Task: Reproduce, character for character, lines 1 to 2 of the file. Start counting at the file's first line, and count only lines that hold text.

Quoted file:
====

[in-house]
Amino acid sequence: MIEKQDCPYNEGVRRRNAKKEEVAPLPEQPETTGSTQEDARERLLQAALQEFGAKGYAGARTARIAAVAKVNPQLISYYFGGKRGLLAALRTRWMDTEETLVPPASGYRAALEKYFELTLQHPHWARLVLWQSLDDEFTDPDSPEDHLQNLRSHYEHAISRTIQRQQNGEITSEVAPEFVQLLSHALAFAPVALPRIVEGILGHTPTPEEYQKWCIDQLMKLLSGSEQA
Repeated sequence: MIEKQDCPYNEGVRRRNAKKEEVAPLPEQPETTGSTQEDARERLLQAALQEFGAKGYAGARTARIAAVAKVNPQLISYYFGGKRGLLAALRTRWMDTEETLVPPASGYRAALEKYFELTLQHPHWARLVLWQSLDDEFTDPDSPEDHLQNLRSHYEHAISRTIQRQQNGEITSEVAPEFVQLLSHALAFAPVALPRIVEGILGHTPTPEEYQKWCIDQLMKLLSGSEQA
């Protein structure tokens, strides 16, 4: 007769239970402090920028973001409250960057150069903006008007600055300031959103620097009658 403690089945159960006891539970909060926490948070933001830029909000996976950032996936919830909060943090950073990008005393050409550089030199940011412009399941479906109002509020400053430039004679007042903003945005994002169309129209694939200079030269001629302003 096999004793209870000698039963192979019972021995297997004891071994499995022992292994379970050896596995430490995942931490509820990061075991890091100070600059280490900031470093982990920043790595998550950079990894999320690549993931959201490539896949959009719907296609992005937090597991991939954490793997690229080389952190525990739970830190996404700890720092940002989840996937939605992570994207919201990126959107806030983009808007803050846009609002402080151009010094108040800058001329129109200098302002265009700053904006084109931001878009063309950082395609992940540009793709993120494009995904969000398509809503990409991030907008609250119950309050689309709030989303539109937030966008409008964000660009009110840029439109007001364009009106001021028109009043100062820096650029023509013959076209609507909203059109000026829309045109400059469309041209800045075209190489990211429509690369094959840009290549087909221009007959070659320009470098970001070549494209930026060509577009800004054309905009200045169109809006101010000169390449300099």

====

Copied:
[in-house]
Amino acid sequence: MIEKQDCPYNEGVRRRNAKKEEVAPLPEQPETTGSTQEDARERLLQAALQEFGAKGYAGARTARIAAVAKVNPQLISYYFGGKRGLLAALRTRWMDTEETLVPPASGYRAALEKYFELTLQHPHWARLVLWQSLDDEFTDPDSPEDHLQNLRSHYEHAISRTIQRQQNGEITSEVAPEFVQLLSHALAFAPVALPRIVEGILGHTPTPEEYQKWCIDQLMKLLSGSEQA